lowrydr310 writes "Western Union is blocking money transfers to people with Arab names. They have delayed or blocked thousands of cash deliveries on suspicion of terrorist connections simply because senders or recipients have names like Mohammed or Ahmed. 'In one example, an Indian driver here said Western Union prevented him from sending $120 to a friend at home last month because the recipient's name was Mohammed.' Western union claims they are merely following U.S. Treasury Department guidelines that scrutinize cash flows for terrorist links. I agree that Western Union shouldn't allow anyone supporting terrorism to use their service, however I'm fairly certain there are millions of people named Mohammed or Ahmed who aren't terrorists. I wonder if any other financial companies such as banks are doing the same thing."

Australia Wants to Regulate Internet Streaming 257

Posted by samzenpus
from the what-you-streaming-mate dept.
Paul writes "After an incident that occurred on a popular television show's internet stream, the Australian government has once again demonstrated that it simply does not understand the internet by indicating that they intend to regulate streaming video. I wonder what these geniuses plan on doing with porn streamed from Europe?"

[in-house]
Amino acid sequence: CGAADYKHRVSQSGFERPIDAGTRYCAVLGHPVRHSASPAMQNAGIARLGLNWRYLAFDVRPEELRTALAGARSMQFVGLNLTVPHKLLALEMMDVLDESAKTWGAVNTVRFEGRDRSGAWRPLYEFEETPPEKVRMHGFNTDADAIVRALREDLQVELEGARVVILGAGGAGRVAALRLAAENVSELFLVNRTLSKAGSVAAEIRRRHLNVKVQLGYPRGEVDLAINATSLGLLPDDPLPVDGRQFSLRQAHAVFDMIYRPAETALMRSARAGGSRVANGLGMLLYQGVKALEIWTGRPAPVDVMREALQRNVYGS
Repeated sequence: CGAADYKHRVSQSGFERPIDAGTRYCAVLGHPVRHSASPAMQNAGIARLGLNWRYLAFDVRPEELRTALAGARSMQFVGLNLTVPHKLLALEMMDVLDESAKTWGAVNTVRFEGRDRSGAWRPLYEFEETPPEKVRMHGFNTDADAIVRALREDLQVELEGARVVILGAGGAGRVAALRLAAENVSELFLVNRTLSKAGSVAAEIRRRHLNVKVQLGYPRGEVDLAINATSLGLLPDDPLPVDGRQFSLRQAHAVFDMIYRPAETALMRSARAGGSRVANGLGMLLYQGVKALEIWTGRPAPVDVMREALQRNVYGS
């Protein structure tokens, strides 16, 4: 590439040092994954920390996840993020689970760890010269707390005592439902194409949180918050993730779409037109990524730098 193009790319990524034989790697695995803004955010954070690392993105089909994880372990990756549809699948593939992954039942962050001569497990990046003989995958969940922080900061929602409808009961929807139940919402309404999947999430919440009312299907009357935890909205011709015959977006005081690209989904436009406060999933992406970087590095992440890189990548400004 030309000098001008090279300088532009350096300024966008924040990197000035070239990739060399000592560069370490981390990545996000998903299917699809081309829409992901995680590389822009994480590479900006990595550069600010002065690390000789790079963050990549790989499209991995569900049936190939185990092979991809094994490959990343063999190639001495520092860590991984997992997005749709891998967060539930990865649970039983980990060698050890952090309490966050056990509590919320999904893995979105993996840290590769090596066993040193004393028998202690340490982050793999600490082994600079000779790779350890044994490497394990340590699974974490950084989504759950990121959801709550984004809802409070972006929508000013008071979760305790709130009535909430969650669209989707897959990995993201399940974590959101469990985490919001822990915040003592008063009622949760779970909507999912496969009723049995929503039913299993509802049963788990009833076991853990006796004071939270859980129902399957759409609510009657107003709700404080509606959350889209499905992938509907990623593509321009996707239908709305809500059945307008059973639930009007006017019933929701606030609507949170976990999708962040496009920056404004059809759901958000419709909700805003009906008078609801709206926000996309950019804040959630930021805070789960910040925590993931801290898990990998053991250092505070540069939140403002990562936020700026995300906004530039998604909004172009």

French Lawmakers Approve 'iTunes Law' 423

Posted by Zonk
from the play-together-and-enjoy-it dept.
An anonymous reader writes "Lawmakers in the French government have passed a controversial iTunes law, which has the stated intention of forcing Apple to allow purchased music to be universally useable." From the article: "In a statement issued after lawmakers hashed out the final compromise text last week, Apple said it hoped the market would be left to decide 'which music players and online music stores are offered to consumers.' The final compromise asserts that companies should share the required technical data with any rival that wants to offer compatible music players and online stores, but it toned down many of the tougher measures backed by lower-house lawmakers early on."

1 Billion dollars of budget deficit = 1 Gramm-Rudman